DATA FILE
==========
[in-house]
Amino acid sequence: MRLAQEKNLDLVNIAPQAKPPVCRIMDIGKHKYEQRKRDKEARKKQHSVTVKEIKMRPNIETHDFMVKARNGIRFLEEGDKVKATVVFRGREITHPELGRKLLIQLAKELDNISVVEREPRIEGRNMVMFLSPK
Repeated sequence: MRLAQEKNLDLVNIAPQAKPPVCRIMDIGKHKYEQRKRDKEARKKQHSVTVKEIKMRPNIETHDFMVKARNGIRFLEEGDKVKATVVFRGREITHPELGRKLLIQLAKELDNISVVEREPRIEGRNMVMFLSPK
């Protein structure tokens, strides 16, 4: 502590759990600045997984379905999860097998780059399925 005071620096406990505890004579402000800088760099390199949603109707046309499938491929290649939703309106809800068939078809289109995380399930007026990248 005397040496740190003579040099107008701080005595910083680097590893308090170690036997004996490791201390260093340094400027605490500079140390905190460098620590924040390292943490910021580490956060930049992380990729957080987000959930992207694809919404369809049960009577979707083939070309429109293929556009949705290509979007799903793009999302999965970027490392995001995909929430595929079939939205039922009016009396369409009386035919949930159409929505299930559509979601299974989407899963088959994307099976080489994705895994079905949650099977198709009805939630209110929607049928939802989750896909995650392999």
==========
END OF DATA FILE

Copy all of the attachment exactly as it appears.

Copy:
[in-house]
Amino acid sequence: MRLAQEKNLDLVNIAPQAKPPVCRIMDIGKHKYEQRKRDKEARKKQHSVTVKEIKMRPNIETHDFMVKARNGIRFLEEGDKVKATVVFRGREITHPELGRKLLIQLAKELDNISVVEREPRIEGRNMVMFLSPK
Repeated sequence: MRLAQEKNLDLVNIAPQAKPPVCRIMDIGKHKYEQRKRDKEARKKQHSVTVKEIKMRPNIETHDFMVKARNGIRFLEEGDKVKATVVFRGREITHPELGRKLLIQLAKELDNISVVEREPRIEGRNMVMFLSPK
């Protein structure tokens, strides 16, 4: 502590759990600045997984379905999860097998780059399925 005071620096406990505890004579402000800088760099390199949603109707046309499938491929290649939703309106809800068939078809289109995380399930007026990248 005397040496740190003579040099107008701080005595910083680097590893308090170690036997004996490791201390260093340094400027605490500079140390905190460098620590924040390292943490910021580490956060930049992380990729957080987000959930992207694809919404369809049960009577979707083939070309429109293929556009949705290509979007799903793009999302999965970027490392995001995909929430595929079939939205039922009016009396369409009386035919949930159409929505299930559509979601299974989407899963088959994307099976080489994705895994079905949650099977198709009805939630209110929607049928939802989750896909995650392999």